Pollock, Ossorio, or Dubuffet?

Artists Jackson Pollock, Alfonso Ossorio, and Jean Dubuffet forged a fascinating friendship and transcontinental artistic dialogue, borrowing and exchanging techniques from each other as they experimented with their individual styles. Angels, Demons, and Savages highlights this exchange. Upon entering a room in the exhibition, you may find it hard to tell which artist painted which canvases.

Test your knowledge: can you identify which artist painted each of the below works from the exhibition? Answers after the jump.

Nine paintings by Jackson Pollock, Alfonso Ossorio, and Jean Dubuffet

Can you match each image with the artist who created it?

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Meeting Keith Haring

Adrian Loving and Raven Fox visit Renoir's Luncheon of the Boating Party. Photo: Brooke Rosenblatt

Last night the museum screened The Universe of Keith Haring as a part of the Downtown Scene NY Film Series. After the film, artist Tim Conlon and Haring friend Raven Fox discussed the artist’s legacy and the role of street art with DJ/artist/film series curator Adrian Loving.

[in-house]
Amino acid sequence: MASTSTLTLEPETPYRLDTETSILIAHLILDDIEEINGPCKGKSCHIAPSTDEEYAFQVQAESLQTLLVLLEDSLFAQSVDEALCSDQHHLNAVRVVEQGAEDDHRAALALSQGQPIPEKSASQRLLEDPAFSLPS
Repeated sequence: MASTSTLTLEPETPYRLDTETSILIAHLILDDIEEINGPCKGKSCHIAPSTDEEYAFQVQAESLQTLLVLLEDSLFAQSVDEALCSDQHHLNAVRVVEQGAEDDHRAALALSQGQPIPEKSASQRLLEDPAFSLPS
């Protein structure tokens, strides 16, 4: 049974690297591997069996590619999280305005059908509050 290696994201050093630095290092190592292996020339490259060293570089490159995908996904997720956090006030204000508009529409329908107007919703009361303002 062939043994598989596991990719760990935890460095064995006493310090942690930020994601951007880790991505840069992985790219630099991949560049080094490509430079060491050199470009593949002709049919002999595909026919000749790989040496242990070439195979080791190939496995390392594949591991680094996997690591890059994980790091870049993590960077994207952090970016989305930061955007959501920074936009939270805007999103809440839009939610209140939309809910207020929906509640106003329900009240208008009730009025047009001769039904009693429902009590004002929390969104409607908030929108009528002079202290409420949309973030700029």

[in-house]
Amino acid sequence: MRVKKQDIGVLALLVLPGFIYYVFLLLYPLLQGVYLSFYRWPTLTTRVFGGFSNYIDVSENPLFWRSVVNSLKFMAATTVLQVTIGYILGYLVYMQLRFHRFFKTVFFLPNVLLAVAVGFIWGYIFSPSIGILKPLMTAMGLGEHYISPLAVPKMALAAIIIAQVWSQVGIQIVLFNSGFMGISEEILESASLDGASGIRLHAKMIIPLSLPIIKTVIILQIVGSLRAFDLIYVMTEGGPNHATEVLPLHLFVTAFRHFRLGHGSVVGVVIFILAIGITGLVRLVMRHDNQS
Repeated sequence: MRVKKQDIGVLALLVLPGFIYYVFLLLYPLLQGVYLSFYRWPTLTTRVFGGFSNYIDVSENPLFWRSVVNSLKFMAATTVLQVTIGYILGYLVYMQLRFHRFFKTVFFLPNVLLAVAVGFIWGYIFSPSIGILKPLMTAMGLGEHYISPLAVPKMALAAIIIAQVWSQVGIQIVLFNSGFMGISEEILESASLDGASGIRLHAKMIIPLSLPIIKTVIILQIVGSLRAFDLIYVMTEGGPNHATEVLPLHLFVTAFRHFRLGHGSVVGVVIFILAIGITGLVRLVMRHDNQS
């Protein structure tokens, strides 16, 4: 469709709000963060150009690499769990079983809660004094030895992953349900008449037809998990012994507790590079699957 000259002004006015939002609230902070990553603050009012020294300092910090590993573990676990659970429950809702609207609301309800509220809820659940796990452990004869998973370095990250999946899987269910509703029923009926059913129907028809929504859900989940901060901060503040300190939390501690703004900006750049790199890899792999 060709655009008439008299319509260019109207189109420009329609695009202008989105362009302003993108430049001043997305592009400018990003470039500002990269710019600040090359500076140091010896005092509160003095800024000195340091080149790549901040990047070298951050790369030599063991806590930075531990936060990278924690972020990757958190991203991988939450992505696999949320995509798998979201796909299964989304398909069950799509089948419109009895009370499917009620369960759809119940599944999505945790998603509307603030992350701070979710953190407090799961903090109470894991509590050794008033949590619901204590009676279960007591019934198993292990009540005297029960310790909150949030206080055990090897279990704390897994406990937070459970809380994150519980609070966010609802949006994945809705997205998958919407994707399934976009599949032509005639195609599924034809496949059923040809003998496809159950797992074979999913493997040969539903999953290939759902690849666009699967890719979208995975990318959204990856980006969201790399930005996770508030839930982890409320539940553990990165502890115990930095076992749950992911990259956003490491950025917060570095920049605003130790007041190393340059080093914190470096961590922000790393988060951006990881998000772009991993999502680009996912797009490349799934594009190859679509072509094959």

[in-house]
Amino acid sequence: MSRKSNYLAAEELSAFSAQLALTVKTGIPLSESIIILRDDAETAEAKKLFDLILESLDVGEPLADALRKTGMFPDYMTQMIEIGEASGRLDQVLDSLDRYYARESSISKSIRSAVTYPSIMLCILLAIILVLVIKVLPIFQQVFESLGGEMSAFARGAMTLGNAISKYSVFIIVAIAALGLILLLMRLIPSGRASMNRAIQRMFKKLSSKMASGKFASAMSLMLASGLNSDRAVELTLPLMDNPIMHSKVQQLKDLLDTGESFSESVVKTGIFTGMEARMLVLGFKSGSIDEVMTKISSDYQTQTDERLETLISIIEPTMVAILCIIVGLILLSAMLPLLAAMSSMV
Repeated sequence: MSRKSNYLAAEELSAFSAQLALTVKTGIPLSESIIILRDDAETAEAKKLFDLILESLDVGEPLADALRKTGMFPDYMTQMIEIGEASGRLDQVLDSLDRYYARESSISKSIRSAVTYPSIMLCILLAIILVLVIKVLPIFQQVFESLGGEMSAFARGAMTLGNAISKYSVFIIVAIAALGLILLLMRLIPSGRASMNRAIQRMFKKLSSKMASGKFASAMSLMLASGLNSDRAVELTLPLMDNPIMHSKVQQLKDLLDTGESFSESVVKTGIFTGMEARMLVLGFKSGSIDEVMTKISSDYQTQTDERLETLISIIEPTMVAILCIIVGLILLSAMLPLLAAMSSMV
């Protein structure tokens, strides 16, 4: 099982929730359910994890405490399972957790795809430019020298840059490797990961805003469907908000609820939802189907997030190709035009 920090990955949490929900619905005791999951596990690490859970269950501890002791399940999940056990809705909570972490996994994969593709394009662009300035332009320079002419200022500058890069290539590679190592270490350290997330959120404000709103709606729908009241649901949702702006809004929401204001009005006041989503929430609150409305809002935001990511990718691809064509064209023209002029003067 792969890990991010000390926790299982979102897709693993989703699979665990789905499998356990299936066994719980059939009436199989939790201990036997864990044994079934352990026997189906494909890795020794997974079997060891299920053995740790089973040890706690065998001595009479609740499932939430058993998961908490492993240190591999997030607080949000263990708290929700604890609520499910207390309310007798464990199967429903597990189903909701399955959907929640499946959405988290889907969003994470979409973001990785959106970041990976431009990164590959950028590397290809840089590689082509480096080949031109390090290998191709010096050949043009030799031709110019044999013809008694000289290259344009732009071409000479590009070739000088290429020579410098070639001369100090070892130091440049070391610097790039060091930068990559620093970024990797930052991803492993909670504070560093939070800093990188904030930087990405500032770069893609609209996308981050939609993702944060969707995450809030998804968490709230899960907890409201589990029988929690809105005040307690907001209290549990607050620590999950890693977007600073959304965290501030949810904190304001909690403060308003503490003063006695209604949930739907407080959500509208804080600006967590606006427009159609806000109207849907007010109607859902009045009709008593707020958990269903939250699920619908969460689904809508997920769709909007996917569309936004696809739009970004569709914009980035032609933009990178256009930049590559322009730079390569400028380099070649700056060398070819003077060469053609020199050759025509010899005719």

Today I took Fox on a tour of the Collection, and he shared some recollections of his time with Keith Haring. They met at the School of Visual Artsin 1980. Fox, then 16 and an emerging DJ, was there through a special high school program. “Music brought us together,” said Fox referring to their initial encounter. Haring was listening to club music while working, and as Fox tells it, “I migrated to him and thought he would like my mix tape. I gave him a cassette.” Haring played the tape right away, and according to Fox, Haring “immediately befriended me.” The two maintained their friendship, and Fox went on to assist Keith through the next 10 years with various art and club projects, including working at the Pop Shop in New York City. Fox told me, “I promised to keep his spirit alive . . . he inspired me to be doing what I’m still doing today: mixing art, music, and technology.”